nesota. He was awarded for study such highly prized scholarships 
as the Madam Thelma Goldiska at the Opera Comique, Paris, and 
the Maestro Astilero Rogerio at La Scalla, Milan. 

Dr. Sunderman is closely identified with leading national educa- 
tion associations, and a leader in the civic and church life of the com- 
munity. He is a director of the Jordan Chorale, selected by the 
Music Educators National Committee to be the clinic choir for the 
National School Band, Orchestra, and Vocal Association Adjudica- 
tion Workshop, April 17, 1948, in Detroit, Michigan. He has been 
chosen to direct the Vocal Clinic, Ottor Lake, New York, in June. 
Last autumn he was conductor of the New York State School Music 
Association All-State Choir, Newark, New Jersey. 

Under his able leadership the Conservatory looks forward to 
another successful year. 



AdminiAinxdiXm 







^ 







G. V. Carrier 
Business Manager 



Wilma Thompson 
Secretary to the Director 




Jack Baii.ey 

Publicity Director 



Stanley Norris 
Registrar 




Weymouth Fogelberg 
Field Kepresentath c 



Geni Chenoweth 

Guidance ( 'otinselor 





^ep-a/iimeriU 




Organ Department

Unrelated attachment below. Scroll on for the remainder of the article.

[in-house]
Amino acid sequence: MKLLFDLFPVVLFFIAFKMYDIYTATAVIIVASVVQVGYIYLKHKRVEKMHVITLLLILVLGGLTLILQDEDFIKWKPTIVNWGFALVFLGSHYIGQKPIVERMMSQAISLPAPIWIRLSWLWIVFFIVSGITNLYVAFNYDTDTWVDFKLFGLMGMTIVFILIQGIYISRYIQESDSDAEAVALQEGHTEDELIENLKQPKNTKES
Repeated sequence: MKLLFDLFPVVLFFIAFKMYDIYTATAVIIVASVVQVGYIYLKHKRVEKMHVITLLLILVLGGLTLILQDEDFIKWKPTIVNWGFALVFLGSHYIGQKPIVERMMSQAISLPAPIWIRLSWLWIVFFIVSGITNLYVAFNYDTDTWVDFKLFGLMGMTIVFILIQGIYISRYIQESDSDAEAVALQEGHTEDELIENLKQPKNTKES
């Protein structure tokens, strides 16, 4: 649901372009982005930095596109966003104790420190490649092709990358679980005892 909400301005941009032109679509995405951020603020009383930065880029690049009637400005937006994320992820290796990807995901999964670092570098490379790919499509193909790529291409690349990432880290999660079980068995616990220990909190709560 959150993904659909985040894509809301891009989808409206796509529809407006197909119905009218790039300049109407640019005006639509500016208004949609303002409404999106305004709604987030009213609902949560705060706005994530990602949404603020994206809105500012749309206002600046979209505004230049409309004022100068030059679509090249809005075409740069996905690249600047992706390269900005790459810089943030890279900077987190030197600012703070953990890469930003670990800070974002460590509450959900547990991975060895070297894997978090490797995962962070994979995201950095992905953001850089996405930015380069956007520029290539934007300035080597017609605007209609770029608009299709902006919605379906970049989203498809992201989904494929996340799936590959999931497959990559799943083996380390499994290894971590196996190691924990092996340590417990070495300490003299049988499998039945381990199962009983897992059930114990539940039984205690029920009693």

Mallory Bransford, Chairman 
Dale Young 
Helen Quig 



Piano Dt 


apartment 


Roger Cushman, Chairman 


Patricia Avery 


Marian Laut 


Blanche Browne 


Paul Lindstaedt 


Mae Engle 


Dorothy Munger 


Charles Gallagher 


William Pelz 


Jeanette Gardiner 


Leone Richman 


Ann Kahn Glasser 


Esther Schinbeckler 


Helen Harlan 


Carmen Scott 


Jeanne Havens 


Mildred Sweeney 


Gertrude Irestone 


Myrle Turner 


Earle Howe Jones 


Marie Zorn 


Bcnnie Kemp 


Mark Walker 


Suzanne Kemp 


Floy Wells 





Voice Depart nun! 
Charles Heoley, Chairman 

Harrietts Ompbcll 
Fred Jefry 
Fred Koehrn 
Farrell Scott 
I rankhn 1 .n lor 
I col. i Turner 



Theory /) 


eparl 


nent 


)r. Norman P 


II 1 PS, 


Chairman 


William 


Pelz 




Roger C 


ushmai 




Carl lXn 


i son 




1 >m ill In 


\ 1 li n g 


er 


Clint Re 


ed 




Mark V 


liter 




Dorotliv 


Woods 






9n4J^mewtal ^epxintment 




Victor Kolar 

Orchestra Conductor 



Beldon Leonard 

Assistant Conductor 




Rosemary Lang 


Clint Reed 


Harry Michels 


Sam Scott